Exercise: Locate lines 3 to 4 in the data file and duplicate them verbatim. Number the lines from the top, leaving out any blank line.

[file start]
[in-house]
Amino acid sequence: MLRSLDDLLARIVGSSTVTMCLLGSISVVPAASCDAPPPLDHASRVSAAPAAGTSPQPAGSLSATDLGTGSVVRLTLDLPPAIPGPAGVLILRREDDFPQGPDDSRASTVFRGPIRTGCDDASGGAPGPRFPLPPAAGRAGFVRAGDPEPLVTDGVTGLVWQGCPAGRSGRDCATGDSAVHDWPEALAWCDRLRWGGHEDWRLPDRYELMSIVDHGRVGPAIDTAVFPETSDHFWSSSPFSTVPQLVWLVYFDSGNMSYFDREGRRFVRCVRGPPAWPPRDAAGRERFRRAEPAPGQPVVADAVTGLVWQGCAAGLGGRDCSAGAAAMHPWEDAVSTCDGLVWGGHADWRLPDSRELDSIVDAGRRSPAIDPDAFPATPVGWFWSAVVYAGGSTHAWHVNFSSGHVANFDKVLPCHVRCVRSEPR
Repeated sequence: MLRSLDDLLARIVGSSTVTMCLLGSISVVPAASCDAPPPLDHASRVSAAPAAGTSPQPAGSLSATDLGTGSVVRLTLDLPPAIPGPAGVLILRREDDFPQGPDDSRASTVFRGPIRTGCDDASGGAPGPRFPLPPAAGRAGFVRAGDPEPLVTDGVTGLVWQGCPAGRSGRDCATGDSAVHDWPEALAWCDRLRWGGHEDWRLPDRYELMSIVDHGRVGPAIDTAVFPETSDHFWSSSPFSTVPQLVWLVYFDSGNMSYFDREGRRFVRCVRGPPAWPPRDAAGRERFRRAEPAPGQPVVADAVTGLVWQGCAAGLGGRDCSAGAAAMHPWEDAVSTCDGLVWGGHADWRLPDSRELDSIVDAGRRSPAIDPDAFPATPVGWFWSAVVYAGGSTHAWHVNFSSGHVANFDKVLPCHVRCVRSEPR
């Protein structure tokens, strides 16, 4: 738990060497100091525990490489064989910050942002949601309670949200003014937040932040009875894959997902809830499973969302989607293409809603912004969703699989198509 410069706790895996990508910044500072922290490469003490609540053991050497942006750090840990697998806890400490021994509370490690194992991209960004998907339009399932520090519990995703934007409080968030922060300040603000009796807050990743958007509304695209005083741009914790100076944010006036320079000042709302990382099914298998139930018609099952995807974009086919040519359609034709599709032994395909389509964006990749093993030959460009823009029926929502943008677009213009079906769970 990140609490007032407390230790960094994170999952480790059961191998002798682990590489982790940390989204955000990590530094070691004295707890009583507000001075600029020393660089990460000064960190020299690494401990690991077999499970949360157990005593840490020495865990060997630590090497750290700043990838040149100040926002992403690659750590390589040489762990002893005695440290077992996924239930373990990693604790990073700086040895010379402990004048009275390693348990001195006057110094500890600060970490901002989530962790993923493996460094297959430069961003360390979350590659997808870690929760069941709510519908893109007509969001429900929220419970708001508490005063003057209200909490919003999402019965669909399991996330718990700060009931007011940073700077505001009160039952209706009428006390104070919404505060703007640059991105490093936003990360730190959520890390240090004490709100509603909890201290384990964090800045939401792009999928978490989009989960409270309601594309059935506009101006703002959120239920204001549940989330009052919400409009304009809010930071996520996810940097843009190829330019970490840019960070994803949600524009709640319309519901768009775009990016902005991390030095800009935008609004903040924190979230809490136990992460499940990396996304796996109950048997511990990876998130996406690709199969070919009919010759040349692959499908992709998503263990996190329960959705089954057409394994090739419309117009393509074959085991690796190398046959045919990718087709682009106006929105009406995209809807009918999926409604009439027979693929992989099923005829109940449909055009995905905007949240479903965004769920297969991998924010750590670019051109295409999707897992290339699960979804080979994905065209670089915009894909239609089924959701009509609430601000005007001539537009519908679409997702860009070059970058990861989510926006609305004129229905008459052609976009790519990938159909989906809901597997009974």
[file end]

Repeated sequence: MLRSLDDLLARIVGSSTVTMCLLGSISVVPAASCDAPPPLDHASRVSAAPAAGTSPQPAGSLSATDLGTGSVVRLTLDLPPAIPGPAGVLILRREDDFPQGPDDSRASTVFRGPIRTGCDDASGGAPGPRFPLPPAAGRAGFVRAGDPEPLVTDGVTGLVWQGCPAGRSGRDCATGDSAVHDWPEALAWCDRLRWGGHEDWRLPDRYELMSIVDHGRVGPAIDTAVFPETSDHFWSSSPFSTVPQLVWLVYFDSGNMSYFDREGRRFVRCVRGPPAWPPRDAAGRERFRRAEPAPGQPVVADAVTGLVWQGCAAGLGGRDCSAGAAAMHPWEDAVSTCDGLVWGGHADWRLPDSRELDSIVDAGRRSPAIDPDAFPATPVGWFWSAVVYAGGSTHAWHVNFSSGHVANFDKVLPCHVRCVRSEPR
């Protein structure tokens, strides 16, 4: 738990060497100091525990490489064989910050942002949601309670949200003014937040932040009875894959997902809830499973969302989607293409809603912004969703699989198509 410069706790895996990508910044500072922290490469003490609540053991050497942006750090840990697998806890400490021994509370490690194992991209960004998907339009399932520090519990995703934007409080968030922060300040603000009796807050990743958007509304695209005083741009914790100076944010006036320079000042709302990382099914298998139930018609099952995807974009086919040519359609034709599709032994395909389509964006990749093993030959460009823009029926929502943008677009213009079906769970 990140609490007032407390230790960094994170999952480790059961191998002798682990590489982790940390989204955000990590530094070691004295707890009583507000001075600029020393660089990460000064960190020299690494401990690991077999499970949360157990005593840490020495865990060997630590090497750290700043990838040149100040926002992403690659750590390589040489762990002893005695440290077992996924239930373990990693604790990073700086040895010379402990004048009275390693348990001195006057110094500890600060970490901002989530962790993923493996460094297959430069961003360390979350590659997808870690929760069941709510519908893109007509969001429900929220419970708001508490005063003057209200909490919003999402019965669909399991996330718990700060009931007011940073700077505001009160039952209706009428006390104070919404505060703007640059991105490093936003990360730190959520890390240090004490709100509603909890201290384990964090800045939401792009999928978490989009989960409270309601594309059935506009101006703002959120239920204001549940989330009052919400409009304009809010930071996520996810940097843009190829330019970490840019960070994803949600524009709640319309519901768009775009990016902005991390030095800009935008609004903040924190979230809490136990992460499940990396996304796996109950048997511990990876998130996406690709199969070919009919010759040349692959499908992709998503263990996190329960959705089954057409394994090739419309117009393509074959085991690796190398046959045919990718087709682009106006929105009406995209809807009918999926409604009439027979693929992989099923005829109940449909055009995905905007949240479903965004769920297969991998924010750590670019051109295409999707897992290339699960979804080979994905065209670089915009894909239609089924959701009509609430601000005007001539537009519908679409997702860009070059970058990861989510926006609305004129229905008459052609976009790519990938159909989906809901597997009974």